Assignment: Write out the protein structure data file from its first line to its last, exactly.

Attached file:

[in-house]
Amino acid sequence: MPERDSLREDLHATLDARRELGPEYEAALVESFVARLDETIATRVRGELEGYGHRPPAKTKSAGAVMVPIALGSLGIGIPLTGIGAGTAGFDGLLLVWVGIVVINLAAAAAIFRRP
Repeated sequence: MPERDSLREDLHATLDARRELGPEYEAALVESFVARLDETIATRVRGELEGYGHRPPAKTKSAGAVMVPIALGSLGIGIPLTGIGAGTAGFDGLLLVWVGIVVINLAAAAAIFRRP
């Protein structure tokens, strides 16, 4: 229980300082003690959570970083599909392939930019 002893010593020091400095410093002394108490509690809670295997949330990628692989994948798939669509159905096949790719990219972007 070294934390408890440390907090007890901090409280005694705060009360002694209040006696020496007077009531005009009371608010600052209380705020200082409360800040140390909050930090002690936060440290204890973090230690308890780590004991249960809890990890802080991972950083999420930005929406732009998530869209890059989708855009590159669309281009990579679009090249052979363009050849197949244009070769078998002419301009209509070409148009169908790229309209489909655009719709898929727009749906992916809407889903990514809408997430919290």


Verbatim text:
[in-house]
Amino acid sequence: MPERDSLREDLHATLDARRELGPEYEAALVESFVARLDETIATRVRGELEGYGHRPPAKTKSAGAVMVPIALGSLGIGIPLTGIGAGTAGFDGLLLVWVGIVVINLAAAAAIFRRP
Repeated sequence: MPERDSLREDLHATLDARRELGPEYEAALVESFVARLDETIATRVRGELEGYGHRPPAKTKSAGAVMVPIALGSLGIGIPLTGIGAGTAGFDGLLLVWVGIVVINLAAAAAIFRRP
């Protein structure tokens, strides 16, 4: 229980300082003690959570970083599909392939930019 002893010593020091400095410093002394108490509690809670295997949330990628692989994948798939669509159905096949790719990219972007 070294934390408890440390907090007890901090409280005694705060009360002694209040006696020496007077009531005009009371608010600052209380705020200082409360800040140390909050930090002690936060440290204890973090230690308890780590004991249960809890990890802080991972950083999420930005929406732009998530869209890059989708855009590159669309281009990579679009090249052979363009050849197949244009070769078998002419301009209509070409148009169908790229309209489909655009719709898929727009749906992916809407889903990514809408997430919290």